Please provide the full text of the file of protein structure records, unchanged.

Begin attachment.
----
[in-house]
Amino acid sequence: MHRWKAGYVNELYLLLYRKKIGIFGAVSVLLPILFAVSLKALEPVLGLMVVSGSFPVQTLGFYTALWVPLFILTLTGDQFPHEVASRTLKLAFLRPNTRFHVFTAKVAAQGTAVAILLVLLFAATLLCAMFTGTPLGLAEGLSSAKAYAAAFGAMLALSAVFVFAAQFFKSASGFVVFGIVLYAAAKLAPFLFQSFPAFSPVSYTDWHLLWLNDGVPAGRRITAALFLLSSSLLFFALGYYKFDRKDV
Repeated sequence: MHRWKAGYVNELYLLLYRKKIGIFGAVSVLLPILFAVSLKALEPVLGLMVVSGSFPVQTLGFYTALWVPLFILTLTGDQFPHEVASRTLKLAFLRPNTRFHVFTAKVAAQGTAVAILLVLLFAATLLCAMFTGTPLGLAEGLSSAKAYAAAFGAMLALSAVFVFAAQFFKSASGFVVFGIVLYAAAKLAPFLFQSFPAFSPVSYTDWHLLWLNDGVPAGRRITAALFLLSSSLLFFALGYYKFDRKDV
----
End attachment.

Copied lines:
[in-house]
Amino acid sequence: MHRWKAGYVNELYLLLYRKKIGIFGAVSVLLPILFAVSLKALEPVLGLMVVSGSFPVQTLGFYTALWVPLFILTLTGDQFPHEVASRTLKLAFLRPNTRFHVFTAKVAAQGTAVAILLVLLFAATLLCAMFTGTPLGLAEGLSSAKAYAAAFGAMLALSAVFVFAAQFFKSASGFVVFGIVLYAAAKLAPFLFQSFPAFSPVSYTDWHLLWLNDGVPAGRRITAALFLLSSSLLFFALGYYKFDRKDV
Repeated sequence: MHRWKAGYVNELYLLLYRKKIGIFGAVSVLLPILFAVSLKALEPVLGLMVVSGSFPVQTLGFYTALWVPLFILTLTGDQFPHEVASRTLKLAFLRPNTRFHVFTAKVAAQGTAVAILLVLLFAATLLCAMFTGTPLGLAEGLSSAKAYAAAFGAMLALSAVFVFAAQFFKSASGFVVFGIVLYAAAKLAPFLFQSFPAFSPVSYTDWHLLWLNDGVPAGRRITAALFLLSSSLLFFALGYYKFDRKDV